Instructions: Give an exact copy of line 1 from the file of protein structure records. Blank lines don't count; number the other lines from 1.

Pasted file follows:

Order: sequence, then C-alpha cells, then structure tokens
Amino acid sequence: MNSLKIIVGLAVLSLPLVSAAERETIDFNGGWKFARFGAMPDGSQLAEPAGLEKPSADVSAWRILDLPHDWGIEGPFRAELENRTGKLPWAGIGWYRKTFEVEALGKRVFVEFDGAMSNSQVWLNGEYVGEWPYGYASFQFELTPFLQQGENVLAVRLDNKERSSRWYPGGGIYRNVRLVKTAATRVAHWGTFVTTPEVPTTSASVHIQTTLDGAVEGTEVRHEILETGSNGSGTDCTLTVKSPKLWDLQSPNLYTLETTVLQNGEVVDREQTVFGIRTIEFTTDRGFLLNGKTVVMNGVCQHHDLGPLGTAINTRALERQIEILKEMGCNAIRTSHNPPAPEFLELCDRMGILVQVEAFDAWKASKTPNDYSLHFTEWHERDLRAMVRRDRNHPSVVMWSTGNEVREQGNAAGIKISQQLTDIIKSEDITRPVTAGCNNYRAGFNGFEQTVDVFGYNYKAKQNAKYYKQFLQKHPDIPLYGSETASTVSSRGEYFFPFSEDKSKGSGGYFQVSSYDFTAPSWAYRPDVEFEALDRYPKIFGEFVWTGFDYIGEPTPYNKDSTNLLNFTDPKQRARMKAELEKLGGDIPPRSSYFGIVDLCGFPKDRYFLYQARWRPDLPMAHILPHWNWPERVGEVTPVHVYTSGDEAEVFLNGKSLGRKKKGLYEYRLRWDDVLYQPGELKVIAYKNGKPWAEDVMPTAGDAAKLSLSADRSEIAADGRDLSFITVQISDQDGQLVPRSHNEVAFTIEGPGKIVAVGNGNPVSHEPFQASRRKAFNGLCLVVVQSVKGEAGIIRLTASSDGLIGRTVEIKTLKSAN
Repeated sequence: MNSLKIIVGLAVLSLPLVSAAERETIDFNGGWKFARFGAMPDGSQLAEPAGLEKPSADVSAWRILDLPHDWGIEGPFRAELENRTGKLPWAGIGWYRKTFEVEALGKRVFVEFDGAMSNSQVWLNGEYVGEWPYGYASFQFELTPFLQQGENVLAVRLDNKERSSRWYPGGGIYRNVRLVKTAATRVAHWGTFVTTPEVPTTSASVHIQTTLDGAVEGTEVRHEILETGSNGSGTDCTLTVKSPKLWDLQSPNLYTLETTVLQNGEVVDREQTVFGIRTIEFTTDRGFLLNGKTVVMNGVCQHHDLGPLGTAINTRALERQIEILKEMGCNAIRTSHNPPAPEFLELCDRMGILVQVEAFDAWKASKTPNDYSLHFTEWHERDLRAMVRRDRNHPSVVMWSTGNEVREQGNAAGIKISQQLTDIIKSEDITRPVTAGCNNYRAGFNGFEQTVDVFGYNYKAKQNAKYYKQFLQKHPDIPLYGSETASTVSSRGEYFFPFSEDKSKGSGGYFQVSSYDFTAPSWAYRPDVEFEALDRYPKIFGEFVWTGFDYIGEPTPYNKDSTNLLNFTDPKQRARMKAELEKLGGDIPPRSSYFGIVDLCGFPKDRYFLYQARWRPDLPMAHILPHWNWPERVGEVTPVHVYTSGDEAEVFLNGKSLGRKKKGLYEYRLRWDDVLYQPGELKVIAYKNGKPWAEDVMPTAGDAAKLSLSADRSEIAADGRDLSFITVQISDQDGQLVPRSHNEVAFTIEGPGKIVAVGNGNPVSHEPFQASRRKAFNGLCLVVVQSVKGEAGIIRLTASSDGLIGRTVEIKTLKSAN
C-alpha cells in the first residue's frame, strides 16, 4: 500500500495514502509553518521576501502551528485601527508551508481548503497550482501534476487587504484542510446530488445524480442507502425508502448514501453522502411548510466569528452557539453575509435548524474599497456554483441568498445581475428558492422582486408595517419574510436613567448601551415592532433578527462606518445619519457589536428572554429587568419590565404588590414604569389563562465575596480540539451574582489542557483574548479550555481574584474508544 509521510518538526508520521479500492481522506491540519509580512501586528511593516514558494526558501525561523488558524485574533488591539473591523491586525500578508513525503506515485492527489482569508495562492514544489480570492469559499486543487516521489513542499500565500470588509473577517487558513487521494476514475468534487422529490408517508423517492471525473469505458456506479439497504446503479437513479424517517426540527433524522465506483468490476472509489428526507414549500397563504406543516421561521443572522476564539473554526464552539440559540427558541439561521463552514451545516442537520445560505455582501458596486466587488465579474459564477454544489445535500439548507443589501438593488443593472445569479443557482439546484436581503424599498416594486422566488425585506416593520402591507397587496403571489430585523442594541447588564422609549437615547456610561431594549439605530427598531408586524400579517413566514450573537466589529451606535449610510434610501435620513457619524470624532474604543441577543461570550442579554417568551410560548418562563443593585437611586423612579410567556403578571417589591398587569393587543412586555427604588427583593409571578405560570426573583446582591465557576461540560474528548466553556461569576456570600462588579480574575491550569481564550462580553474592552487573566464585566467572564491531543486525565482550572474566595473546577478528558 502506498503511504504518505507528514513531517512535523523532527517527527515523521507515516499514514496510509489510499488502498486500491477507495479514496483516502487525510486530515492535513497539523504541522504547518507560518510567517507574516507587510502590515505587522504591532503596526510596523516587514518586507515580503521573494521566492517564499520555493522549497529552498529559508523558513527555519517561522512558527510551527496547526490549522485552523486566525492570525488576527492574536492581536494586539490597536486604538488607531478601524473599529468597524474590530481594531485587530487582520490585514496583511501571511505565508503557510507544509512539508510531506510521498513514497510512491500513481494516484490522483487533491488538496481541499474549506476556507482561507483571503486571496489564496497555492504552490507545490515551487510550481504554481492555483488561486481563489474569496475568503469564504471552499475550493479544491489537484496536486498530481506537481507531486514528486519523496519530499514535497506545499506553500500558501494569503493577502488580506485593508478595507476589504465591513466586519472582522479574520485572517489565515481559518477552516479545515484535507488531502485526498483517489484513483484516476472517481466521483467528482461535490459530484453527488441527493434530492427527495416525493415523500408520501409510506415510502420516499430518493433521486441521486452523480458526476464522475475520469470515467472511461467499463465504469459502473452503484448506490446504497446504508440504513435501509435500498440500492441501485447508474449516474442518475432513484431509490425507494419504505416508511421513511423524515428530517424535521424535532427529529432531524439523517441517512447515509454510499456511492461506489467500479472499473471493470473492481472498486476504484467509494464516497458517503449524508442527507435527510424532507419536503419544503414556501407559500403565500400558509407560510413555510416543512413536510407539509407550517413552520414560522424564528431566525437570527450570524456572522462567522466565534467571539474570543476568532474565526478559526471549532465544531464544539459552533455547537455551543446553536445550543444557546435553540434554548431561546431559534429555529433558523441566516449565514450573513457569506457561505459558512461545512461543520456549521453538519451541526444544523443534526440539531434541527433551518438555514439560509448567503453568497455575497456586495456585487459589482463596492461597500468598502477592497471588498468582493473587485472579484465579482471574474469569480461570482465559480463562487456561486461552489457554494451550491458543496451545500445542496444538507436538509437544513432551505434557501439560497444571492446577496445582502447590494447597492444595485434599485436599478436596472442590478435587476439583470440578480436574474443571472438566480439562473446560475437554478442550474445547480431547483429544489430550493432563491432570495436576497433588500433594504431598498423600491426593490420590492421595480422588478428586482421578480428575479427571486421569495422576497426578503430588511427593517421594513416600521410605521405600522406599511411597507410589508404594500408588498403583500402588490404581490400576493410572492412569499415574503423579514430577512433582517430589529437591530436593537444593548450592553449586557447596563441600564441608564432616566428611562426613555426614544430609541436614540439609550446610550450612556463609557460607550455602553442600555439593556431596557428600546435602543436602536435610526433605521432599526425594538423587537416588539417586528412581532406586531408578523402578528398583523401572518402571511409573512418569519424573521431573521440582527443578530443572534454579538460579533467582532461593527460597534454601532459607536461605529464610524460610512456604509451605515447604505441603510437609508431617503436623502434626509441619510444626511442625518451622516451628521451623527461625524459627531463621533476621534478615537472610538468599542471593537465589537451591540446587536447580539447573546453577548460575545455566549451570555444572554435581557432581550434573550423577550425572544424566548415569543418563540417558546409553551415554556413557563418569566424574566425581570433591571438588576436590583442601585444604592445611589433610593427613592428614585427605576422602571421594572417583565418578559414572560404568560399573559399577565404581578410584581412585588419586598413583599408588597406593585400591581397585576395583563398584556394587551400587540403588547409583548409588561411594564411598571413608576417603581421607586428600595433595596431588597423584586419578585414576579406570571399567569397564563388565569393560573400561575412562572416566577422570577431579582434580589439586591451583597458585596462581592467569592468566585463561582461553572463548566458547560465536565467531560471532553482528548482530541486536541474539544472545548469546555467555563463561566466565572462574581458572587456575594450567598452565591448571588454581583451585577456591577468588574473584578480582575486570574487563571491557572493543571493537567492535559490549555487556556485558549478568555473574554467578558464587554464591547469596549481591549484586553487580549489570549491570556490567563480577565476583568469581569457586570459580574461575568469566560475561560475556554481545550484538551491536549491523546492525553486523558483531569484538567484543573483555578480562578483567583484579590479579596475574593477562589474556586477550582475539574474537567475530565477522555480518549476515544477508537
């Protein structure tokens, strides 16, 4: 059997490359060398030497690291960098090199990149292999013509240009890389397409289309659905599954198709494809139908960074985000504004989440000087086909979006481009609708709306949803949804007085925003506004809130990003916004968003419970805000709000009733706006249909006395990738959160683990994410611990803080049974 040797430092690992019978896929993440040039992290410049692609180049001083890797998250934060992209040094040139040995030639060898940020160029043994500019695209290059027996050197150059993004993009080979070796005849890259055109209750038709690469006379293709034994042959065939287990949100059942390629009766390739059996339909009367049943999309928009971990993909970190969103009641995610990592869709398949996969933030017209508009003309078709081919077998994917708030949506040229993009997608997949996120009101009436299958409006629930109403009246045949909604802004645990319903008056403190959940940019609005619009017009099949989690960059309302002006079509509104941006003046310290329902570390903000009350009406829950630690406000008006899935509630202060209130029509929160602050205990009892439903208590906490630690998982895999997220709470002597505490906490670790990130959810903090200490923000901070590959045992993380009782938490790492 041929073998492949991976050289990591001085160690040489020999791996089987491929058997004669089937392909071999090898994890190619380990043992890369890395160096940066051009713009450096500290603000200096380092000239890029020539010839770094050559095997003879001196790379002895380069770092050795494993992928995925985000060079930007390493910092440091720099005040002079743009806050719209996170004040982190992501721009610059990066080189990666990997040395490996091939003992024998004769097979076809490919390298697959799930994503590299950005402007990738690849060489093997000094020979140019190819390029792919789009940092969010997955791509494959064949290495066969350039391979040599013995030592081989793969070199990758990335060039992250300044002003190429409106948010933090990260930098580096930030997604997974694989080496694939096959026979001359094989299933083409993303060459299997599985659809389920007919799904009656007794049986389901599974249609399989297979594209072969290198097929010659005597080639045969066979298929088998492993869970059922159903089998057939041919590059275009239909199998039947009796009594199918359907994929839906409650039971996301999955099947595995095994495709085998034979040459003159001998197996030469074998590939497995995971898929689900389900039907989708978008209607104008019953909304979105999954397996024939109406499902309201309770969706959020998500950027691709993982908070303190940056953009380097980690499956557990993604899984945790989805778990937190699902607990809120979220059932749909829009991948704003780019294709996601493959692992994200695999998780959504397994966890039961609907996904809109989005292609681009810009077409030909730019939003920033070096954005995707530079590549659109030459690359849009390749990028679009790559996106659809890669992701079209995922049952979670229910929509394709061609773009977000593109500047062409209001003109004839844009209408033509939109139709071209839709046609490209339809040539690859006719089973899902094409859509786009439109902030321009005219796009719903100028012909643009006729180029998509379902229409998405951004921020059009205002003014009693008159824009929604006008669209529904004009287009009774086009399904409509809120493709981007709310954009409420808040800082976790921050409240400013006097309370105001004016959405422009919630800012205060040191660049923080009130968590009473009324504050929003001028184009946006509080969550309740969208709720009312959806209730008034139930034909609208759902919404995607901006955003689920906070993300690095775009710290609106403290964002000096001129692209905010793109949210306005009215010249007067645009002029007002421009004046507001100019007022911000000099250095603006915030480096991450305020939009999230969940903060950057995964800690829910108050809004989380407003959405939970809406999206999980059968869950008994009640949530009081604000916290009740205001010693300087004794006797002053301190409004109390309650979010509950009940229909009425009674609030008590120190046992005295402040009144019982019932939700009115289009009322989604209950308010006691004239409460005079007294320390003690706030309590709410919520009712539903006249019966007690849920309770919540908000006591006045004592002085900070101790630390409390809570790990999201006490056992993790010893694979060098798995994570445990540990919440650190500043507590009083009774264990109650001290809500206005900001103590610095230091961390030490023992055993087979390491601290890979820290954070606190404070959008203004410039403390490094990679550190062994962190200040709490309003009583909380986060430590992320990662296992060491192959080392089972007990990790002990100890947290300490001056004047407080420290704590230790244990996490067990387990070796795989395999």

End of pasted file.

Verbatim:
Order: sequence, then C-alpha cells, then structure tokens